•  Frank is full of crap. (1+ / 0-)
    Recommended by:
    stevenaxelrod

    Voters can make that decision.  If they are willing to take that chance, where does Frank get off playing high and mighty?

    It's completely reasonable to decide that, at 74, he'd rather be doing something else. That's his right and nobody would think worse of him for it.

    But pawning it off as a service to poor dumb voters?
    Reprehensible.

    LG: You know what? You got spunk. MR: Well, Yes... LG: I hate spunk!

    by dinotrac on Tue Jun 25, 2013 at 06:32:30 AM PDT

    •  Then again, there's something unsettling about (3+ / 0-)
      Recommended by:
      Stude Dude, newdem1960, raboof

      having to wheel congress people in for votes when they are impaired and should be on chemo IV's or medicated to the point of confusion.  Those six year Senate terms are a leap of faith.  And hope.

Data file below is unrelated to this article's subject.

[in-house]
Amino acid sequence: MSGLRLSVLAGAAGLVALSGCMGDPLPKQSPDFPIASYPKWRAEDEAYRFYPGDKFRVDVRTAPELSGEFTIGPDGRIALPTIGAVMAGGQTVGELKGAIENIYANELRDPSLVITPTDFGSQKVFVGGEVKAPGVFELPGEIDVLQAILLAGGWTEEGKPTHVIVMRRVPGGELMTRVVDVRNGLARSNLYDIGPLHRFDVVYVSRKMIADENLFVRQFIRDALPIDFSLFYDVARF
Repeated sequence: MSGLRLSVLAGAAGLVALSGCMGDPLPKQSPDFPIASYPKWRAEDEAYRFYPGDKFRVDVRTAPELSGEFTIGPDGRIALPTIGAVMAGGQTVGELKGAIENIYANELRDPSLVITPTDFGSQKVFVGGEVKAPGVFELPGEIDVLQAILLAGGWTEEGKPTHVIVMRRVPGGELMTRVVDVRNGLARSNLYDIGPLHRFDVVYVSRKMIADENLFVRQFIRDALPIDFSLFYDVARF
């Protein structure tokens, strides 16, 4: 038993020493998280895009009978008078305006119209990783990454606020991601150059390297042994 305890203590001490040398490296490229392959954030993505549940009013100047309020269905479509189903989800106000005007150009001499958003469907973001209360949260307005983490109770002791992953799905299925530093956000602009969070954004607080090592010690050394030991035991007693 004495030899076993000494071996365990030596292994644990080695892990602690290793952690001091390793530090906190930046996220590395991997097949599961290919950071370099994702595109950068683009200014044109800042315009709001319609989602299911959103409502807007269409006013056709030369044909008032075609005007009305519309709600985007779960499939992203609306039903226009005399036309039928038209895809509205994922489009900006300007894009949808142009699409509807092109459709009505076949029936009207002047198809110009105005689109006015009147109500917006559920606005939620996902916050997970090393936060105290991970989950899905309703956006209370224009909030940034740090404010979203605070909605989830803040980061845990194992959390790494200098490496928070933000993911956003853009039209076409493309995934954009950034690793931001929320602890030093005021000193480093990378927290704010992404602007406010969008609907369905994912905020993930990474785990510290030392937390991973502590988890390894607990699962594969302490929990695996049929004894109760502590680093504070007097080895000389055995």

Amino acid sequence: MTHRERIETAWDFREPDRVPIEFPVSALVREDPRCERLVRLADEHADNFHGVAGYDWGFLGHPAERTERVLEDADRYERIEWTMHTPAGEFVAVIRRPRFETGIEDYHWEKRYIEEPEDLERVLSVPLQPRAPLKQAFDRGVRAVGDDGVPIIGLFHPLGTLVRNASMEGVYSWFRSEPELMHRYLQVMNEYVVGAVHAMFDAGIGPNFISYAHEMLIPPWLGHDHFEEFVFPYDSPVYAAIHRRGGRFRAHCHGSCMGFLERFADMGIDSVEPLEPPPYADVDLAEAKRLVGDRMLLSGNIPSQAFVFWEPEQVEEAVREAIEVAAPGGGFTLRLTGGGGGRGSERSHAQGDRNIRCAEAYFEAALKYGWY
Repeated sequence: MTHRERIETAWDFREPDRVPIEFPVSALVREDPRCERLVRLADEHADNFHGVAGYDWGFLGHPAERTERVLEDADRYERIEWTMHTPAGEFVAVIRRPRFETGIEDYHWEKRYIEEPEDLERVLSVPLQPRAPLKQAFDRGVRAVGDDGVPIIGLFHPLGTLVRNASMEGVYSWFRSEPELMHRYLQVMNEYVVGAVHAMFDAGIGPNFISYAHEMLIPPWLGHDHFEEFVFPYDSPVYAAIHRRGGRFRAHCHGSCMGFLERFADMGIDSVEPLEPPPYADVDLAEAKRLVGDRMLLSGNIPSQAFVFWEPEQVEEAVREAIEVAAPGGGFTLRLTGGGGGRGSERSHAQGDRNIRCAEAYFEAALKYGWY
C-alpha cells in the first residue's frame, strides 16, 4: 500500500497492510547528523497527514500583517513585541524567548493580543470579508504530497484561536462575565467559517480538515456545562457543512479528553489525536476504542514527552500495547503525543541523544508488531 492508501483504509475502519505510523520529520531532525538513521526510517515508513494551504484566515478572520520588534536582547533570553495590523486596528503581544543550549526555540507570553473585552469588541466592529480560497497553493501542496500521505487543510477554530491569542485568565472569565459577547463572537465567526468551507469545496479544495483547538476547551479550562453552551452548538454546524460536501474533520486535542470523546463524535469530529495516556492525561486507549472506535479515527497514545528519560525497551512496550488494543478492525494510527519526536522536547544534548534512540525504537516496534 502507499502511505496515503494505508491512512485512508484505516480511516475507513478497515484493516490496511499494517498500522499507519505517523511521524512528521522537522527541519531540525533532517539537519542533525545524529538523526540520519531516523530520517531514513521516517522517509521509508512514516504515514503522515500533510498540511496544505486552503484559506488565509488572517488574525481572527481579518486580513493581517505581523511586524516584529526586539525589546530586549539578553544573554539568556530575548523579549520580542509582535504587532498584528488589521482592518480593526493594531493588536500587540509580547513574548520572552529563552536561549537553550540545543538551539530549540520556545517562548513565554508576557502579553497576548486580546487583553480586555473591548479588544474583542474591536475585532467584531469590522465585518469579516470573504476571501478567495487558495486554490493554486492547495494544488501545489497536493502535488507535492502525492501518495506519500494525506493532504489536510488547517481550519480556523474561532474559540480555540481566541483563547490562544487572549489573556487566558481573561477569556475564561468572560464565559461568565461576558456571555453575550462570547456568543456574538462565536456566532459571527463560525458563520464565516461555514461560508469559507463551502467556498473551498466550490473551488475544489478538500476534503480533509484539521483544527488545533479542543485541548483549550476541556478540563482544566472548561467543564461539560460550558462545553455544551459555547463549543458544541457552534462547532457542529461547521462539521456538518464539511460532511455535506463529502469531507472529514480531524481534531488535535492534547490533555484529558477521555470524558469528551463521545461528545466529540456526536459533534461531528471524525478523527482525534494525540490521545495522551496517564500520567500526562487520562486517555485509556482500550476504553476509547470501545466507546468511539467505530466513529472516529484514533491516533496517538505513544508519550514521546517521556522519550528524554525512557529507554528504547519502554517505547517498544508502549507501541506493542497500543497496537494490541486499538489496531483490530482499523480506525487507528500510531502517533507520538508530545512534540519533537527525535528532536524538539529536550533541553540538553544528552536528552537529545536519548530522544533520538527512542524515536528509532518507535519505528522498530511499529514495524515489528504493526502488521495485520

Building a better America with activism, cooperation, ingenuity and snacks.

      by judyms9 on Tue Jun 25, 2013 at 06:41:23 AM PDT

      [ Parent ]

      •  Unsettling or not, they can only do that if their (1+ / 0-)
        Recommended by:
        stevenaxelrod

        constituents vote them in.  Those votes must be read as "I'd rather have XXX, age, infirmities, risk of death, and all than YYY"

        If YYY can't unseat an old and infirm XXX, then YYY doesn't deserve the seat.

        LG: You know what? You got spunk. MR: Well, Yes... LG: I hate spunk!

        by dinotrac on Tue Jun 25, 2013 at 07:23:21 AM PDT

        [ Parent ]